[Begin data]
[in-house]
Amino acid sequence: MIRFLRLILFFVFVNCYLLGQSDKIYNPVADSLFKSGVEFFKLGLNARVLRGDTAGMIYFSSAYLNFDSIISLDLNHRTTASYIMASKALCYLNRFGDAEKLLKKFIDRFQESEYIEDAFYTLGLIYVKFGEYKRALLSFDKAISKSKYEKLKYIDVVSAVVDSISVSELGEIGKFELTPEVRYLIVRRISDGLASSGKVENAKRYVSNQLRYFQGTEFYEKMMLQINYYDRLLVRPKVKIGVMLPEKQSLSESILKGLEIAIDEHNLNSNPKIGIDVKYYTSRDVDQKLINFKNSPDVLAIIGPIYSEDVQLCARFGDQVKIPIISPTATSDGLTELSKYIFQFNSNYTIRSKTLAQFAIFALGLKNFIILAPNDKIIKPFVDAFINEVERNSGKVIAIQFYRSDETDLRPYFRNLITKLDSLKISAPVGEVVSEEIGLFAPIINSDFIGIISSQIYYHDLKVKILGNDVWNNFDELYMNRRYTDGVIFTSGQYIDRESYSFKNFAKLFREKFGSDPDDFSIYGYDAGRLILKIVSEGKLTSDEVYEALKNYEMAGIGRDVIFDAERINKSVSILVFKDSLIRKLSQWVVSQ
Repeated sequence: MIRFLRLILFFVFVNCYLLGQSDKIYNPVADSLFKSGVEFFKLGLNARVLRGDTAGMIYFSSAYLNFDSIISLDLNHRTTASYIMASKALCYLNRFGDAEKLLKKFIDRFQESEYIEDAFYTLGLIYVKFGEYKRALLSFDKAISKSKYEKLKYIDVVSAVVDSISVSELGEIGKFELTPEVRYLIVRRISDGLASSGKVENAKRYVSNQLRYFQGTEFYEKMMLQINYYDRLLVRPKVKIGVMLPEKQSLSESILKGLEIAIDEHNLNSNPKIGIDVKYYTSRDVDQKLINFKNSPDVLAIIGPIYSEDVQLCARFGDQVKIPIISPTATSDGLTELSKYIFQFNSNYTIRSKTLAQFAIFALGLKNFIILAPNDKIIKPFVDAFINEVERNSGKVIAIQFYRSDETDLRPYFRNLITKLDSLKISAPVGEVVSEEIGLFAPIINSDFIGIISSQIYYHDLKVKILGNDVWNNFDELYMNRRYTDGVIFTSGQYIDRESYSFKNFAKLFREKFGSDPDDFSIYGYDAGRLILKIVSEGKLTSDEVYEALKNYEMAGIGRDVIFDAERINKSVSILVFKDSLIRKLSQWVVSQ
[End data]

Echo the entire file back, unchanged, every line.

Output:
[in-house]
Amino acid sequence: MIRFLRLILFFVFVNCYLLGQSDKIYNPVADSLFKSGVEFFKLGLNARVLRGDTAGMIYFSSAYLNFDSIISLDLNHRTTASYIMASKALCYLNRFGDAEKLLKKFIDRFQESEYIEDAFYTLGLIYVKFGEYKRALLSFDKAISKSKYEKLKYIDVVSAVVDSISVSELGEIGKFELTPEVRYLIVRRISDGLASSGKVENAKRYVSNQLRYFQGTEFYEKMMLQINYYDRLLVRPKVKIGVMLPEKQSLSESILKGLEIAIDEHNLNSNPKIGIDVKYYTSRDVDQKLINFKNSPDVLAIIGPIYSEDVQLCARFGDQVKIPIISPTATSDGLTELSKYIFQFNSNYTIRSKTLAQFAIFALGLKNFIILAPNDKIIKPFVDAFINEVERNSGKVIAIQFYRSDETDLRPYFRNLITKLDSLKISAPVGEVVSEEIGLFAPIINSDFIGIISSQIYYHDLKVKILGNDVWNNFDELYMNRRYTDGVIFTSGQYIDRESYSFKNFAKLFREKFGSDPDDFSIYGYDAGRLILKIVSEGKLTSDEVYEALKNYEMAGIGRDVIFDAERINKSVSILVFKDSLIRKLSQWVVSQ
Repeated sequence: MIRFLRLILFFVFVNCYLLGQSDKIYNPVADSLFKSGVEFFKLGLNARVLRGDTAGMIYFSSAYLNFDSIISLDLNHRTTASYIMASKALCYLNRFGDAEKLLKKFIDRFQESEYIEDAFYTLGLIYVKFGEYKRALLSFDKAISKSKYEKLKYIDVVSAVVDSISVSELGEIGKFELTPEVRYLIVRRISDGLASSGKVENAKRYVSNQLRYFQGTEFYEKMMLQINYYDRLLVRPKVKIGVMLPEKQSLSESILKGLEIAIDEHNLNSNPKIGIDVKYYTSRDVDQKLINFKNSPDVLAIIGPIYSEDVQLCARFGDQVKIPIISPTATSDGLTELSKYIFQFNSNYTIRSKTLAQFAIFALGLKNFIILAPNDKIIKPFVDAFINEVERNSGKVIAIQFYRSDETDLRPYFRNLITKLDSLKISAPVGEVVSEEIGLFAPIINSDFIGIISSQIYYHDLKVKILGNDVWNNFDELYMNRRYTDGVIFTSGQYIDRESYSFKNFAKLFREKFGSDPDDFSIYGYDAGRLILKIVSEGKLTSDEVYEALKNYEMAGIGRDVIFDAERINKSVSILVFKDSLIRKLSQWVVSQ